A Ming-Inspired Cabinet (66)

With the action and adventure that comes with a newborn in the house, I haven’t been able to get to the shop too much, save for a few times in the past week. I have been able to move the drawer parts along a good measure, however, and am finding this portion of the project going faster than expected.

Here I’m about to start mortising a drawer side for the drawer rear wall’s tenons, having already cut a dado previously with another cutter:

For mortising I purchased up a Freud 3-flute spiral carbide the other day, which, though pricey at $75, does cut impressively well. I wanted a fresh cutter so as to be able to through-mortise without fear of exit surface blow out.

Here’s one pile of drawer side walls, dadoing and mortising completed:

A closer look at one set shows the clean exit holes attained with the mill and fresh cutter:

I had zero problems with that bit, which excels at plunge mortising.

A look at the work on the inside faces of another set:

I have a lot of chisel paring work ahead!

Here’s the other pile of drawer sides, along with the drawer rear walls which have all been tenoned:

Drawer rear walls, the shortest walls receiving two tenons per end, while the middle and large drawers take three tenons per end:

Another view, this time of the tenoned ends of the drawer sides:

While at home, life has been turned a bit topsy-turvy, however in those occasional moments of relative calm I have been digging into a French menuiserie textbook put out by Les Compagnons Du Devoir, part of a multi-volume encyclopedia on the topic. In the next post I’ll share a bit about that endeavor, which has comprised a bunch of geometry study.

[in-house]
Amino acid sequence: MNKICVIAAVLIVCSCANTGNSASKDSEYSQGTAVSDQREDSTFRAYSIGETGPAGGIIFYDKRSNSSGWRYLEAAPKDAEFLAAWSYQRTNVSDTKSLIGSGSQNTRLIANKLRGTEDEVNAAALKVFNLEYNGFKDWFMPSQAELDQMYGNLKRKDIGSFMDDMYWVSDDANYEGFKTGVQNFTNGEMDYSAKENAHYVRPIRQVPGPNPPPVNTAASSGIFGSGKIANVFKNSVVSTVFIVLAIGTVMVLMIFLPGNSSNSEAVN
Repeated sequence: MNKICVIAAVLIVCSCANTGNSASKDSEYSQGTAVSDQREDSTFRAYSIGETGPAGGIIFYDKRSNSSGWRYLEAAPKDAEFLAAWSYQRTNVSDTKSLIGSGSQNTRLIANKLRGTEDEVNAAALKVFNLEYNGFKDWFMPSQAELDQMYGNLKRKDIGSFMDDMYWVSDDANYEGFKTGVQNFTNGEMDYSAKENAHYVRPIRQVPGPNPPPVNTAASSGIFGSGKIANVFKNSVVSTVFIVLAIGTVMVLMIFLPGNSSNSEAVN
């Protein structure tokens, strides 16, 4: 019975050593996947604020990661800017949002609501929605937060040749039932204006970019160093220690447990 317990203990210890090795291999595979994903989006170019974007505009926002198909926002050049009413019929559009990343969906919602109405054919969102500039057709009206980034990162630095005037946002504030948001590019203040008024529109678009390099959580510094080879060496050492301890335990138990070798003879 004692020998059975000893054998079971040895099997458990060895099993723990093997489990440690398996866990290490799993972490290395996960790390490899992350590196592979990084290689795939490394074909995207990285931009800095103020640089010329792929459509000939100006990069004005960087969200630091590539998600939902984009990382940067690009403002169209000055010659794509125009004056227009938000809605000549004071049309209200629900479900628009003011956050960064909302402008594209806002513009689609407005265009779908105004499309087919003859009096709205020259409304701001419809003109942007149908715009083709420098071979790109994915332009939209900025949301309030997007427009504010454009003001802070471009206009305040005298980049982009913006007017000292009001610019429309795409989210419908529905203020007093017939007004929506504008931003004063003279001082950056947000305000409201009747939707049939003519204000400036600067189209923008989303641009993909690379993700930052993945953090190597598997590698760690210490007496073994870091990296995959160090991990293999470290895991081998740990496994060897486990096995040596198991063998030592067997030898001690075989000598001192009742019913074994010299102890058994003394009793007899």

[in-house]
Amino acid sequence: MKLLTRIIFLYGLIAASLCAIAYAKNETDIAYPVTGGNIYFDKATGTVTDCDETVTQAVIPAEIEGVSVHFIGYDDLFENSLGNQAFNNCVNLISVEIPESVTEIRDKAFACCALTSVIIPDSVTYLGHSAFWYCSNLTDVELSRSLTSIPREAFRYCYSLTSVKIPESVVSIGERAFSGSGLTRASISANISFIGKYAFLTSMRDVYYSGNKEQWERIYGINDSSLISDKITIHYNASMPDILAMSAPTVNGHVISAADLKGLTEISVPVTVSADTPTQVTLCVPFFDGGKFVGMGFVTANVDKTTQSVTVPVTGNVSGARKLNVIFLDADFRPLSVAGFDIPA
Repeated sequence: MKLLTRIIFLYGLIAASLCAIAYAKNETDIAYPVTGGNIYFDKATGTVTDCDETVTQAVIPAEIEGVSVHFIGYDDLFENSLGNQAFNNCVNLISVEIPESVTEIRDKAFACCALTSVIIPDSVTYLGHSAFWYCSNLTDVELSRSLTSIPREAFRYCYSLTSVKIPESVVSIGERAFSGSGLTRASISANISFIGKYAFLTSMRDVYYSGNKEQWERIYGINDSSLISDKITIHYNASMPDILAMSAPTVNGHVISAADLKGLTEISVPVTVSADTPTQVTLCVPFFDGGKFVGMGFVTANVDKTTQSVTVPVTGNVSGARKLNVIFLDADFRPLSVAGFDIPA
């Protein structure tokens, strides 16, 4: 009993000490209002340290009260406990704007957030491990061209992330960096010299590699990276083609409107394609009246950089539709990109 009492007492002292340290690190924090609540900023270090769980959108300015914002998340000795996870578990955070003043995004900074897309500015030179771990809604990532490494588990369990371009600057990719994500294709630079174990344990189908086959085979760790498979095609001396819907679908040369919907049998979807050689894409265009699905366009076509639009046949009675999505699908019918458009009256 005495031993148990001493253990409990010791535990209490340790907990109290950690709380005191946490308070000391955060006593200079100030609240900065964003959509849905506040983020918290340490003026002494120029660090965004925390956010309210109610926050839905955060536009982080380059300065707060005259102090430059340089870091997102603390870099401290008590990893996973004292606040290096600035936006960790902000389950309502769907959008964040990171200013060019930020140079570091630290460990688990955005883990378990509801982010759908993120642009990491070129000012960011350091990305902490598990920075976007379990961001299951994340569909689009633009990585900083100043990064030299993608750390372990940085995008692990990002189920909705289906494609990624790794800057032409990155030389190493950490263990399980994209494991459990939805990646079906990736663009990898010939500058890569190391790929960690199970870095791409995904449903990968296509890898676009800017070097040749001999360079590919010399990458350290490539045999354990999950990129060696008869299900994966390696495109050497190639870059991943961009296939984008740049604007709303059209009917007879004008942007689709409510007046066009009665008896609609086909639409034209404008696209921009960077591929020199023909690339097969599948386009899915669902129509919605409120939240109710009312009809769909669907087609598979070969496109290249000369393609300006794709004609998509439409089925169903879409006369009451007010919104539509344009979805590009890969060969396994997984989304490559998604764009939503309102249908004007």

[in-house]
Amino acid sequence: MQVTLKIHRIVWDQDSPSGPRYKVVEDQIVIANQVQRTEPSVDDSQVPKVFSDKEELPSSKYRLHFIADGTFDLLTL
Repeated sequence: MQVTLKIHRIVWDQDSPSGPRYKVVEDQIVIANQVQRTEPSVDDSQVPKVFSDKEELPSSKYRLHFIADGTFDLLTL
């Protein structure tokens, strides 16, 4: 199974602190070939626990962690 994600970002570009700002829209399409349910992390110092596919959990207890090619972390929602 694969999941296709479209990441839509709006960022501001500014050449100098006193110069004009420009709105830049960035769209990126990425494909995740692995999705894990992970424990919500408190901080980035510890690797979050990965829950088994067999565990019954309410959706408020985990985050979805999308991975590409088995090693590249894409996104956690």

All for this round- thanks for visiting the Carpentry Way. Post 67 is next in this series.

4 Replies to “A Ming-Inspired Cabinet (66)”

  1. I know this might seem lame to you, but I would appreciate a video of your paring some of these to dimension. I get a lot from just watching how good craftmen use their hands and noticing their subtle methods. No worries of course if that is too mundane for you!

  2. Chris,

    Congrats again on the newest addition. You thought your new milling machine was fun, you just wait. Blowouts will have a whole new meaning to you. Great to see you back in the shop working on this unbelievable project. I noticed you new 3-flute bit had some red tape on it. Do you take the shaft before chucking it up? Does that hold better or just prevent damage. Keep up the exceptional work and congrats again.

    John Gray

  3. Jamie,

    thanks for the comment. Time for video work is a little limited these days, but i'll see what I can do. It does seem like it's time to have another stab at video work.


  4. John,

    good to hear from you. That red color you see is not tape. Freud likes to put red paint on their products, and that portion of the shaft immediately above the flutes has red paint. The portion inside of the collet is of course bare carbide.


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